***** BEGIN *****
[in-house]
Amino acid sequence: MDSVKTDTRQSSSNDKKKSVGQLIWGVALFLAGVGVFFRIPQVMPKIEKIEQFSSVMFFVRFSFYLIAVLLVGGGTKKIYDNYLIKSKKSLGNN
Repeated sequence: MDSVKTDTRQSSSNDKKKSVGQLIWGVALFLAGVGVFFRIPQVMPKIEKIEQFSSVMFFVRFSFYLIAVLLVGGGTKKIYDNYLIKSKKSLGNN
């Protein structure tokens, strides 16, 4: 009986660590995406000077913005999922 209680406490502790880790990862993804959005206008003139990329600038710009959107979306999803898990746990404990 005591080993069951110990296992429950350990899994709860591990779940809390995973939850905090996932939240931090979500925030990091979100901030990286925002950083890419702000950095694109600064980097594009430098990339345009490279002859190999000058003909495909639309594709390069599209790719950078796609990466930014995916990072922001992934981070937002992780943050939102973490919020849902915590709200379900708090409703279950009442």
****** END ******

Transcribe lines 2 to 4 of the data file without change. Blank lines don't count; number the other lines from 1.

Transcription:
Amino acid sequence: MDSVKTDTRQSSSNDKKKSVGQLIWGVALFLAGVGVFFRIPQVMPKIEKIEQFSSVMFFVRFSFYLIAVLLVGGGTKKIYDNYLIKSKKSLGNN
Repeated sequence: MDSVKTDTRQSSSNDKKKSVGQLIWGVALFLAGVGVFFRIPQVMPKIEKIEQFSSVMFFVRFSFYLIAVLLVGGGTKKIYDNYLIKSKKSLGNN
């Protein structure tokens, strides 16, 4: 009986660590995406000077913005999922 209680406490502790880790990862993804959005206008003139990329600038710009959107979306999803898990746990404990 005591080993069951110990296992429950350990899994709860591990779940809390995973939850905090996932939240931090979500925030990091979100901030990286925002950083890419702000950095694109600064980097594009430098990339345009490279002859190999000058003909495909639309594709390069599209790719950078796609990466930014995916990072922001992934981070937002992780943050939102973490919020849902915590709200379900708090409703279950009442």